Patients with hormone receptor-positive breast cancer who are treated after surgery with Novartis’ Femara® (letrozole) experience longer disease-free survival and have a lower risk of developing distant metastases than those given tamoxifen, according to the company.
The data is published in the August 20 issue of New England Journal of Medicine in a paper titled “Letrozole alone or in sequence with Tamoxifen for postmenopausl women with breast cancer.”
An analysis of 8,000 patients in the BIG 1-98 study found that those given the Femara monotherapy, an oral aromatase inhibitor, for five years after surgery fared just as well in terms of disease-free survival as those given sequential treatment with tamoxifen and Femara.
In addition, the Femara monotherapy patients had a 15% lower risk of developing distant metastases and a 12% reduction in the risk of disease-free survival events compared to those given tamoxifen monotherapy over the same time period. There was also a 13% (non-statistically significant) reduction in the risk of death among Femara monotherapy patients.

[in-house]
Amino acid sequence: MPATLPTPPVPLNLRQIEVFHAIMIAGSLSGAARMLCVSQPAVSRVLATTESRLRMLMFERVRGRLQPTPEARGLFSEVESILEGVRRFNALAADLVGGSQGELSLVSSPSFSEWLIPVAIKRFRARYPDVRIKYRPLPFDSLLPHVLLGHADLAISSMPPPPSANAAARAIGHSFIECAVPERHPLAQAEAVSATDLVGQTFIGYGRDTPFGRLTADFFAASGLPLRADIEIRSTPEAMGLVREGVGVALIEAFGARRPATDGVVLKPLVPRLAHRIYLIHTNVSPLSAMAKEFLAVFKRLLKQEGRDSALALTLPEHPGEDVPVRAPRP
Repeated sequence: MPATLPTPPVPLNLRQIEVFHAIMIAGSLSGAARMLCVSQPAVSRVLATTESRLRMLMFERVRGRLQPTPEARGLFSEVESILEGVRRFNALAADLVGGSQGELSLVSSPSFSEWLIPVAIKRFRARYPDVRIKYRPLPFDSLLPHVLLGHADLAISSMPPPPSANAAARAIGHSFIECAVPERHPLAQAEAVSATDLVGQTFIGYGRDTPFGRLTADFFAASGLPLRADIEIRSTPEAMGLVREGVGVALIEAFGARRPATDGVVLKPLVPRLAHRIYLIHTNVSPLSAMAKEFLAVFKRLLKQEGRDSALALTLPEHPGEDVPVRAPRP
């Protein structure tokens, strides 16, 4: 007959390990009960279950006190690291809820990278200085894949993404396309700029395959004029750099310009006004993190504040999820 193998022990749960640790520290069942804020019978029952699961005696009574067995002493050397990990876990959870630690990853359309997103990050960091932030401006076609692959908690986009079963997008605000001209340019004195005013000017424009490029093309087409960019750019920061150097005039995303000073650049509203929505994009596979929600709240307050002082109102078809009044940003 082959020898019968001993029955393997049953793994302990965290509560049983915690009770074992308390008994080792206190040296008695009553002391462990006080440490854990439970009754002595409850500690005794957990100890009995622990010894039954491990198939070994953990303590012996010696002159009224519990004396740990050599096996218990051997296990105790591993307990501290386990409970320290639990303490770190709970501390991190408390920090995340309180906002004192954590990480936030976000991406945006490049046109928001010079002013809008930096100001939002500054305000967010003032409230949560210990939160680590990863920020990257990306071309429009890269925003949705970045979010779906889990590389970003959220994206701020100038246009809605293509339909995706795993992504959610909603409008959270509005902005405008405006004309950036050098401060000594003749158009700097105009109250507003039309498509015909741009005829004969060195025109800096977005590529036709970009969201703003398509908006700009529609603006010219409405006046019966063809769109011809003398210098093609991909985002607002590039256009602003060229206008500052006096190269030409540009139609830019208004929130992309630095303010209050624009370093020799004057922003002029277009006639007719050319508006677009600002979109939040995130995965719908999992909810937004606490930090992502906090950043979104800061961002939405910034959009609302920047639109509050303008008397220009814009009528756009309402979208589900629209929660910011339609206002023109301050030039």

“Letrozole is the only aromatase inhibitor versus tamoxifen to demonstrate early and significant reduction in the risk of distant metastases, significant improvements in disease-free survival, and this suggestion in overall survival benefit in primary breast cancer patients,” comments Henning T. Mouridsen, M.D., Ph.D., professor of oncology at Copenhagen University Hospital and one of the BIG 1-98 trial investigators.
Novartis points out the Phase III BIG 1-98 study is the only clinical trial to conduct a head-to-head comparison of an aromatase inhibitor with tamoxifen and also a comparison with sequential treatment using an aromatase inhibitor and tamoxifen in the first five years after breast cancer surgery.
Femara is already available in over 100 countries including the U.S., Japan, and major European countries. In the U.S. it is approved as adjuvant therapy for postmenopausal women with hormone receptor-positive early-stage breast cancer, as extended adjuvant therapy for those who are within three months of completing five years on tamoxifen, as well as advanced breast cancer.
The drug is Novartis’ fourth biggest selling pharmaceutical. Net worldwide sales in 2008 were $1.13 billion (up 17%) from 2007. U.S. sales for 2008 were $483 million (up 18%). Global sales of Femara in the first half of this year were $ 596 million, up 15% on the first half of 2008.